IUGFS ENDOWMENT CAMPAIGN – FIRST PHASE
Successful completion of the $3 million, 3-year IUGFS Endowment Campaign: The Department of Geological Sciences and the Judson Mead Geologic Field Station are pleased to announce that we have successfully completed the initial phase of the campaign with a total of $3,837,628.00 raised. Click here to read more about the first phase of the campaign and the impact thus far on the Field Station.
IUGFS ENDOWMENT CAMPAIGN - SECOND PHASE
The success of the first phase of the IUGFGS endowment campaign has moved the programs well along the path outlined in our 10-year plan. The next phase of fundraising for the Field Station will continue this effort with a similar focus on facilities and scholarships. These two issues go hand in hand, reflecting the aging of the facility and the need to continue to recruit the best students from across the nation.
IUGFS 10-YEAR STRATIGIC PLAN
The strategic plan for IUGFS has four main components:
- Academic Infrastructure - commitment to remain at the forefront.
- Educational Leadership and Innovation – integration of traditional and emerging best practices.
- Housing Infrastructure – renovation and new construction.
- Sustainability – ensure that students, faculty, researchers and IU can afford to utilize the Field Station in perpetuity.
In anticipation of future facility enhancement, a master plan for the Field Station was created by the SmithGroup, the same architectural firm engaged by IU Bloomington for its master plan. This plan was fleshed out working with the Mosaic architectural firm in Helena. You can view plan drawings below (click on the images to view larger).
Key pieces of this plan involve:
- Construction of new bathhouses and laundry for the students
- a housing unit for Associate Instructors, faculty and professional visitors and ultimately,
- renovation or replacement of the student dormitories.
These construction projects are critical for being able to move forward with the expanded use of the Field Station, which has been gaining momentum as a result of the first phase of the campaign. We have successfully expanded both the number of months that the facilities are utilized as well as the number and diversity of users. The latter includes other universities, professional societies, federal, state, and local governmental agencies, private companies, and non-profit organizations.
Examples of these efforts to make greater use of our outstanding facilities and geologic location include a partnership with faculty members from Penn State and the University of Georgia to offer a graduate course in stratigraphic paleobiology, which is a direct consequence of both the surrounding geology and the availability of the classroom and computer laboratory. We have also entered into an agreement with the University of Hong Kong to host their field course for a three-year period (2015-2017). The first year was highly successful and we have already made arrangements for 2016.
We have also hosted and had new inquiries from a number of professional groups that recognize the fact that the addition of the new classroom and computer cluster along with upgraded housing options, when coupled with the unquestionably outstanding geology, make the Field Station an attractive venue for a range of offerings. Among them, several major oil companies and independent service companies have already made use of these facilities for short courses with the expressed intent of expanded use in the future.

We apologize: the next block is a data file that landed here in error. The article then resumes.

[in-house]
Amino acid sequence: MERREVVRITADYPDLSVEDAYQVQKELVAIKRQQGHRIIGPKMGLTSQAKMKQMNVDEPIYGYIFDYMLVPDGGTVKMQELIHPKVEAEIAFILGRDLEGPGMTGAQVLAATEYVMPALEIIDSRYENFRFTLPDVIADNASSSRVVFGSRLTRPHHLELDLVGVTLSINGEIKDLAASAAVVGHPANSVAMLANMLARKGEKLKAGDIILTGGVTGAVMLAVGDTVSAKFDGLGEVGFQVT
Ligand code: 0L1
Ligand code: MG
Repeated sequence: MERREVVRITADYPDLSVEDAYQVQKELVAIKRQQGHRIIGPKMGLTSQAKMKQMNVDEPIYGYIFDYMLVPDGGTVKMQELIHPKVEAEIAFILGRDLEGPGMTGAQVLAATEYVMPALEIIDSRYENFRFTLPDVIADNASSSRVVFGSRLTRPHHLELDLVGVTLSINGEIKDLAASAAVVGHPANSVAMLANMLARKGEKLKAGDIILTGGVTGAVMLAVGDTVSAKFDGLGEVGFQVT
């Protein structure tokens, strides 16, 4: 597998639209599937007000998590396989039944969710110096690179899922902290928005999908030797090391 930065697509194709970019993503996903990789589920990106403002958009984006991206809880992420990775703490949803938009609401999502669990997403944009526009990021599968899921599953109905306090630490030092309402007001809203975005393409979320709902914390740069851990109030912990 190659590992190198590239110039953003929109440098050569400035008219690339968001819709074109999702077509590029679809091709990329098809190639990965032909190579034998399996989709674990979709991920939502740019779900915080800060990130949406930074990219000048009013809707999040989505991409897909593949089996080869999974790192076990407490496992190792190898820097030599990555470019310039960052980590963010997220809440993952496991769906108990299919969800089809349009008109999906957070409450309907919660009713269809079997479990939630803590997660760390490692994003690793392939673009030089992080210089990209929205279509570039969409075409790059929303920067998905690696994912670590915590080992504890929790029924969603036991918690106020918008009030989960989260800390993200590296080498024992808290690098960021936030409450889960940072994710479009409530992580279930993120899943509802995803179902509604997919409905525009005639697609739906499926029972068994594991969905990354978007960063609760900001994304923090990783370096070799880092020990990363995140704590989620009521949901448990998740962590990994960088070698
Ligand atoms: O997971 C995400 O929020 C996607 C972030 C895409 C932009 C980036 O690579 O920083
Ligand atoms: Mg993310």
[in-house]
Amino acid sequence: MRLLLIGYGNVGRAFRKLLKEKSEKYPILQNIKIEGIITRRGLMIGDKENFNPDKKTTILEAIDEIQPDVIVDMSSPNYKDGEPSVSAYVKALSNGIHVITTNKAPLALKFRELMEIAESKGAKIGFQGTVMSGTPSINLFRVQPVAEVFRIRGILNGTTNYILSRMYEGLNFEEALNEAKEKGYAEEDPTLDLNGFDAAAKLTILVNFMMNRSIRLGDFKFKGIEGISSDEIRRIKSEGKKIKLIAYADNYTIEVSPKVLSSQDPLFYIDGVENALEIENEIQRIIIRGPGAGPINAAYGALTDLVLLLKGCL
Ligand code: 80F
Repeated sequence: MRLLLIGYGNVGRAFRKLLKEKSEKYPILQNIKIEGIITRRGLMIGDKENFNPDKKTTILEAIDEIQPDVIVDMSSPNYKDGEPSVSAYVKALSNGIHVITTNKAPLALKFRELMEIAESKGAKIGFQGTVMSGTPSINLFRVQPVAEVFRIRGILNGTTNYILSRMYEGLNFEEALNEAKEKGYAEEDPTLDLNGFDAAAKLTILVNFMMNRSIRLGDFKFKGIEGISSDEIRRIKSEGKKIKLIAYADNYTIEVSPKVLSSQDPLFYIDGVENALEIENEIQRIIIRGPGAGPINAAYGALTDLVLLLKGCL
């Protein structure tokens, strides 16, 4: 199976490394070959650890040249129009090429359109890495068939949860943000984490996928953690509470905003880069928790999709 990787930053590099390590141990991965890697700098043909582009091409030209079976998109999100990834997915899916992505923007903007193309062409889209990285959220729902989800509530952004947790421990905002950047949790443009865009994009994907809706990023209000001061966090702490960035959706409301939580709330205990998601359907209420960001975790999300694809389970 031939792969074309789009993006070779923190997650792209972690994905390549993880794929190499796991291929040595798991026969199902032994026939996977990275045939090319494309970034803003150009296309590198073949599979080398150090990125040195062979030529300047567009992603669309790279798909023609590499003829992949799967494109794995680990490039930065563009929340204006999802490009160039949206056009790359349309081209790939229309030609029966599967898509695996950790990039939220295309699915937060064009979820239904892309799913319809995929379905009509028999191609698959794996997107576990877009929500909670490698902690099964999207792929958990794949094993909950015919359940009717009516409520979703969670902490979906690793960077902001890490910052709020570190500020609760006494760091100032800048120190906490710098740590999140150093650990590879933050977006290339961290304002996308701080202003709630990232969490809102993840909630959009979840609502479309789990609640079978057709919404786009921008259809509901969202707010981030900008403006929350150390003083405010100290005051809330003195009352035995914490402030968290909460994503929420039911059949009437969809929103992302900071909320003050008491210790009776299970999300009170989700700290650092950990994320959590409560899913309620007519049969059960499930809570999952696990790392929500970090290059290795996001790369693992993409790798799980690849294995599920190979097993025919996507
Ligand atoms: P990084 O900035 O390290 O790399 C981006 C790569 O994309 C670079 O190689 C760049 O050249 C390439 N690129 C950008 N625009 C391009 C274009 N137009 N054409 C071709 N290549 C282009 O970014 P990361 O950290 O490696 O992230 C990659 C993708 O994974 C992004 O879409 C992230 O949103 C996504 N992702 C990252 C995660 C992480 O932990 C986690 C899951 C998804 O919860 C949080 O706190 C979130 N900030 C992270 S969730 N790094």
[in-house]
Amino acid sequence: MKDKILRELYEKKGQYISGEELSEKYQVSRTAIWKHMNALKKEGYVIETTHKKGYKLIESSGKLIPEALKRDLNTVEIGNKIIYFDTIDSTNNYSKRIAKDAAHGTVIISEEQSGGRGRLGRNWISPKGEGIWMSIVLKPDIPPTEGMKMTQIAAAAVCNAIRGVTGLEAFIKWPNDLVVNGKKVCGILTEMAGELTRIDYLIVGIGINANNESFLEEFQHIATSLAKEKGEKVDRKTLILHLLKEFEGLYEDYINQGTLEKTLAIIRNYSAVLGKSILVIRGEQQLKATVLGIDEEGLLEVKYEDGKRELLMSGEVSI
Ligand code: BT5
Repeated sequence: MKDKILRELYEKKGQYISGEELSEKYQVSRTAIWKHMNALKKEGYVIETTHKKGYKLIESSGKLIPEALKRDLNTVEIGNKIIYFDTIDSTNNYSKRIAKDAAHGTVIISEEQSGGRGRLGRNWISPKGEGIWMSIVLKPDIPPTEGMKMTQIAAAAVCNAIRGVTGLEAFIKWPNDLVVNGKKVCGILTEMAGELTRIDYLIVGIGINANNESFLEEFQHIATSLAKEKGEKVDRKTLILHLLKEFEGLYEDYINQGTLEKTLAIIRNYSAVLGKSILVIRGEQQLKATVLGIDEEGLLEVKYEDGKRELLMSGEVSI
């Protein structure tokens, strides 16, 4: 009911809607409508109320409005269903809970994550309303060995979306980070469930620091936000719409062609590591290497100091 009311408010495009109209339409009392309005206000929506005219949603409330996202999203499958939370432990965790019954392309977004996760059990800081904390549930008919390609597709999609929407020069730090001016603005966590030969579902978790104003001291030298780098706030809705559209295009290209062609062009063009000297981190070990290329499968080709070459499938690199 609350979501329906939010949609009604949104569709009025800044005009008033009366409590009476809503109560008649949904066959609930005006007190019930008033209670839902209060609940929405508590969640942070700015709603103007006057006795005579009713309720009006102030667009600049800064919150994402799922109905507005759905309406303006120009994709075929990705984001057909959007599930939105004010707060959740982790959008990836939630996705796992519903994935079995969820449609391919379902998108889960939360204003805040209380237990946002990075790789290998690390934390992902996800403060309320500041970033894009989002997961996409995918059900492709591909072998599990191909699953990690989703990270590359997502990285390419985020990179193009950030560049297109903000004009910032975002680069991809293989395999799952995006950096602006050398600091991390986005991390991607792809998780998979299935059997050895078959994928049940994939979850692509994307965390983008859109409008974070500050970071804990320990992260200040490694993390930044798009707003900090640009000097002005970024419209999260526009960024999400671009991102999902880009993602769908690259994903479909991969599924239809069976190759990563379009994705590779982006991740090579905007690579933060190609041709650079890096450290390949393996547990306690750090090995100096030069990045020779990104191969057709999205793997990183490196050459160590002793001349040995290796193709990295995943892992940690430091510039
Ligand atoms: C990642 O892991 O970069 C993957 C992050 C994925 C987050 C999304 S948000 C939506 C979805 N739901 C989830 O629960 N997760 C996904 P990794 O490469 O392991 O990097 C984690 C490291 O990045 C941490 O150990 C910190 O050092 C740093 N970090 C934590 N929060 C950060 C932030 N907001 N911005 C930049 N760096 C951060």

At the heart of what we do is the education of students. The attraction for the students remains unchanged: challenging and spectacular geology. What has changed over time is the increase in the cost of education. We have always benefited from very generous support from the Indiana University College of Arts and Sciences for our courses, but the cost of tuition, particularly for non-Indiana residents, continues to rise.
In 2015, $55,000 in scholarship support was awarded. The availability of scholarships has allowed us to continue to attract the best students in the nation and allowed a dramatic increase in the standards for admission.
We recognize that the experiences shared by every class over the course of the 7 weeks spent together in Montana form bonds that are long lasting. With increased scholarship support we can make this experience a possibility for future generations of geology students.
III. CURRICULUM EXPANSION
We have been expanding our curriculum within G429 and also adding additional courses such as G433 in efforts to keep the IUGFS at the leading edge of field education. Examples of additions to the G429 curriculum include the incorporation of geochemical and isotopic data sets, the use of subsurface well logs for regional correlations of Mesozoic formations, and the addition of field instrumentation such as terrestrial laser scanning and gradient magnetometry.
We are also excited to renew the graduate research field experiences that have been so successful in the past; one with a structural focus is planned for the summer of 2016. The course, G700 3-D Structural Analysis will be co-taught by Dr. Jim Handschy, now an adjunct faculty member in the department, and Dr. Bruce Douglas. In addition, we are actively developing other graduate level courses and professional short courses on such topics as snow melt hydrology, applications of geodetic techniques to geologic problems, sedimentation and tectonics, and tectonic geomorphology.
We also are working towards offering field experiences for high school teachers involved in STEM education and their students to take advantage of the Willow Creek Instrumented Watershed.